How I fell in love with liturgy

Liturgy conveys the unity and the catholicity of the church.

I don’t like to apologize. Apologizing means taking responsibility for something you have done wrong, which is never fun. Over time, I have realized it is a necessary part of living as a sinful being in a fallen world, but when I was younger, my mom had to force me to apologize. I protested that “I don’t feel sorry, so why should I say I am?” This battle of wills always ended in a victory for my mother, and I always sullenly muttered “I’m sorry” to the sibling I’d wronged. I rarely meant it.

While I now apologize of my own free will (usually) without sulking, the slight hypocritical feeling born of saying something that doesn’t feel true lingers, particularly in my faith life. Should I say something that is right to say, even if I don’t feel it in the moment? How can I say that I believe something, even when I don’t feel it is true?

My mom made me apologize because she knew I was in the wrong; she was showing me the right response, giving me the correct script. It’s like the script we follow during the time of confession at the Christian Reformed Church I attend in Grand Rapids. Initially, this kind of communal prayer was foreign to me. I grew up in a non-denominational New England church that very rarely used any kind of liturgy or had congregational participation. I was taught that the most genuine form of prayer was a personal, original one.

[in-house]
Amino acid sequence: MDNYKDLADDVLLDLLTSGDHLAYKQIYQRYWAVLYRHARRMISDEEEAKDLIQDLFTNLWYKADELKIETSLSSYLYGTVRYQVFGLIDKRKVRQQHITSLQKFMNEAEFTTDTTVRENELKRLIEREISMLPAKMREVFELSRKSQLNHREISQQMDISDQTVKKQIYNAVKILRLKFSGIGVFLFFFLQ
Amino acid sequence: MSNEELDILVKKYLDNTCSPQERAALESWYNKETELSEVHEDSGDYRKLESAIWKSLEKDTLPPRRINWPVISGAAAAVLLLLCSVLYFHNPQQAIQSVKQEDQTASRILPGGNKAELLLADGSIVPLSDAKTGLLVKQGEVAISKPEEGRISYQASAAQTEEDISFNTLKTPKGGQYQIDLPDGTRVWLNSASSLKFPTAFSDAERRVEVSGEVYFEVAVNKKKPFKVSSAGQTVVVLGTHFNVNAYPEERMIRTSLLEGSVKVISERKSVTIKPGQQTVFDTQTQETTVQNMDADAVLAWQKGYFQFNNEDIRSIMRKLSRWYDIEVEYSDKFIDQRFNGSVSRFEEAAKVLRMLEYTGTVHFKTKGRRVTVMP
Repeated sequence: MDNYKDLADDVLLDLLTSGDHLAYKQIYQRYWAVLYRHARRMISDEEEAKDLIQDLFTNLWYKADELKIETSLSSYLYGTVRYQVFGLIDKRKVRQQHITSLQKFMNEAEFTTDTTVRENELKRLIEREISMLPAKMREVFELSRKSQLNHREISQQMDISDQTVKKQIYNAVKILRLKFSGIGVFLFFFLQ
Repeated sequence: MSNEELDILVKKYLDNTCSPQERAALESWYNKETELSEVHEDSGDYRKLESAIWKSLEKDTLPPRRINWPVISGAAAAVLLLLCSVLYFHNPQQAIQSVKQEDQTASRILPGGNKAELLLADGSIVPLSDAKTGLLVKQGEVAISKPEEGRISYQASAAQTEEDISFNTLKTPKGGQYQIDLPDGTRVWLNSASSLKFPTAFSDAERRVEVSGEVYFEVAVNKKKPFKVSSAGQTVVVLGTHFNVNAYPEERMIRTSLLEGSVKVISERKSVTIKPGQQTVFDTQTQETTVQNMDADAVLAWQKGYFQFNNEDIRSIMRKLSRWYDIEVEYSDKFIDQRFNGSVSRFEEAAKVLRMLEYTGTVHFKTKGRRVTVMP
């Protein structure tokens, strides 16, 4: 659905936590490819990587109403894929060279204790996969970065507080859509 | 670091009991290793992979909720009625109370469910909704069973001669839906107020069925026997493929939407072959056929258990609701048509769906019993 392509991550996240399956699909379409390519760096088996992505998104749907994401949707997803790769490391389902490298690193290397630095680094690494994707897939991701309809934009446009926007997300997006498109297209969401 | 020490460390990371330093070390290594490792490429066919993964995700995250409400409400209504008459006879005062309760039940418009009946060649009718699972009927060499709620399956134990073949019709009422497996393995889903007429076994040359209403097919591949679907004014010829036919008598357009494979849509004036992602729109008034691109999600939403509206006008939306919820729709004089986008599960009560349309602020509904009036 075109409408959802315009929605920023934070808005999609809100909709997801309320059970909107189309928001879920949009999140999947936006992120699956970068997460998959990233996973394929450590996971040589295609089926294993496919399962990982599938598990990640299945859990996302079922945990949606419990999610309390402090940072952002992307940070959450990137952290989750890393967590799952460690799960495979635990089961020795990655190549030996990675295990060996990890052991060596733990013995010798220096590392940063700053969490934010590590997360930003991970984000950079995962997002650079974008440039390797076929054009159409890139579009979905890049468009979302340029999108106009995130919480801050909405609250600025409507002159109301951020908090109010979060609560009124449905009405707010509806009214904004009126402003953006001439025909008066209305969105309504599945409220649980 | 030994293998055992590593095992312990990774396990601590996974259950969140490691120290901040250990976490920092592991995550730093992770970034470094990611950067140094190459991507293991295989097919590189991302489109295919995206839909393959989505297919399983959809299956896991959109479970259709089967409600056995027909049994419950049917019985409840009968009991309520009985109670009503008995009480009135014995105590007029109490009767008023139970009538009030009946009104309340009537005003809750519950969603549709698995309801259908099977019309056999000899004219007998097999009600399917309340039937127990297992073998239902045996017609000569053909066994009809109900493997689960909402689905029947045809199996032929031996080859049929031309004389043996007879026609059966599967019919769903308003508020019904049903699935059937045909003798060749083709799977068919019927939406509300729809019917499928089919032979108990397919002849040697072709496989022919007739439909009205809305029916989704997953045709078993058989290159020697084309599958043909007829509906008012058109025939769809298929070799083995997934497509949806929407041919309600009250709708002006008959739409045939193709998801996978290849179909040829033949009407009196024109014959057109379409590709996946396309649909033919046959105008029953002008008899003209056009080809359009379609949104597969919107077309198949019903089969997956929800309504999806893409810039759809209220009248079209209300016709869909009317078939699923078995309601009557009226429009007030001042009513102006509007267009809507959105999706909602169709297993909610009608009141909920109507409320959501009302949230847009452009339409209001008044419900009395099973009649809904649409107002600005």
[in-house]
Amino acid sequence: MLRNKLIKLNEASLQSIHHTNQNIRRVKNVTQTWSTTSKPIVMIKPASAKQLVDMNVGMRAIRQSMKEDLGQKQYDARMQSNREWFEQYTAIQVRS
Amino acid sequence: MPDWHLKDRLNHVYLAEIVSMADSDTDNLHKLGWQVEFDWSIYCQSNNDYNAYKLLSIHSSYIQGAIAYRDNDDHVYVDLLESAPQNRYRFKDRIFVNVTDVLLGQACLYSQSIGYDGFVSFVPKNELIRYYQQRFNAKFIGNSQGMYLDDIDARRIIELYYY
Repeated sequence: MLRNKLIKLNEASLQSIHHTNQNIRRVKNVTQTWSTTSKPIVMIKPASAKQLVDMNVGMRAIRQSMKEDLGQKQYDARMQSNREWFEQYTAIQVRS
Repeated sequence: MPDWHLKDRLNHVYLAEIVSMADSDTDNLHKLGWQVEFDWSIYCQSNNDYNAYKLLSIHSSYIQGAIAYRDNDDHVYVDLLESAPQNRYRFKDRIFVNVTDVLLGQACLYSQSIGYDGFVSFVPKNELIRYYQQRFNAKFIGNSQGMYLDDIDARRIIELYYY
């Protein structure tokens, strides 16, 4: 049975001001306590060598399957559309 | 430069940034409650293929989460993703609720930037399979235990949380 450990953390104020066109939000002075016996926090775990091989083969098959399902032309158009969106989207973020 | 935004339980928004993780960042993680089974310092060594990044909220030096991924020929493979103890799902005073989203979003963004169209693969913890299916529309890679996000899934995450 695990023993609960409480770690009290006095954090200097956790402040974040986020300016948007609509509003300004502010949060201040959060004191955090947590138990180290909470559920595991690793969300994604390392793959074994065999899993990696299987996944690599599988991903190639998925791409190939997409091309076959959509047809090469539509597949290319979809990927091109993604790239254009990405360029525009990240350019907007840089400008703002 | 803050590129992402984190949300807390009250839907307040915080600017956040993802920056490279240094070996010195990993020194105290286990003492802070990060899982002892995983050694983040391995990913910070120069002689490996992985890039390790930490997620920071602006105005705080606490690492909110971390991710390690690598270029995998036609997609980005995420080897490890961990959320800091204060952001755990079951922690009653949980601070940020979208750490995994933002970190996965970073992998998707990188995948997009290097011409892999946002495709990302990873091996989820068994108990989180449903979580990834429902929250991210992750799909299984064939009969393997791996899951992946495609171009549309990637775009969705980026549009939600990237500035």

Aligning my heart

This may be because my home state of Massachusetts is one of the least religious U.S. states. In that context, churches tend to be seeker friendly; services where everyone knows the words to a liturgy might feel alienating. It took me almost an entire semester to get used to saying “Thanks be to God” after a Scripture reading! Yet even though the style of worship was a bit weird for me at first, I realized that it was exactly what I needed in this season of college. The busy-ness, the uncertainty, the lack of feeling God’s presence: these all contributed to a kind of apathy. But when I didn’t have the personal strength or ability to draw close to God, saying the words given to me by generations of other Christians helped me to align my heart in a way that I would be unable to do on my own.

Liturgy became a tool for when I don’t feel as if something is right or true. When I don’t feel like God has my back; when I don’t feel forgiven; when I don’t feel as if God cares about me, and when I feel like justifying all the things I’ve done instead of repenting of them, liturgy helps me to still say things that are true, right and powerful.

“Most merciful God, we confess that we have sinned against you in thought, word, and deed, by what we have done, and by what we have left undone.” Can having a script lead to complacency? Yes. But I still think liturgy is a beautiful way to worship; it conveys to me the unity and the catholicity of the church. When I am in church, I recite true things about God and myself together with my community, the communities that came before, and the communities that will come after.


  • Savannah Shustack

    Savannah Shustack is a second-year English student studying at Calvin University and has been attending Shawnee Park CRC in Grand Rapids, MI.

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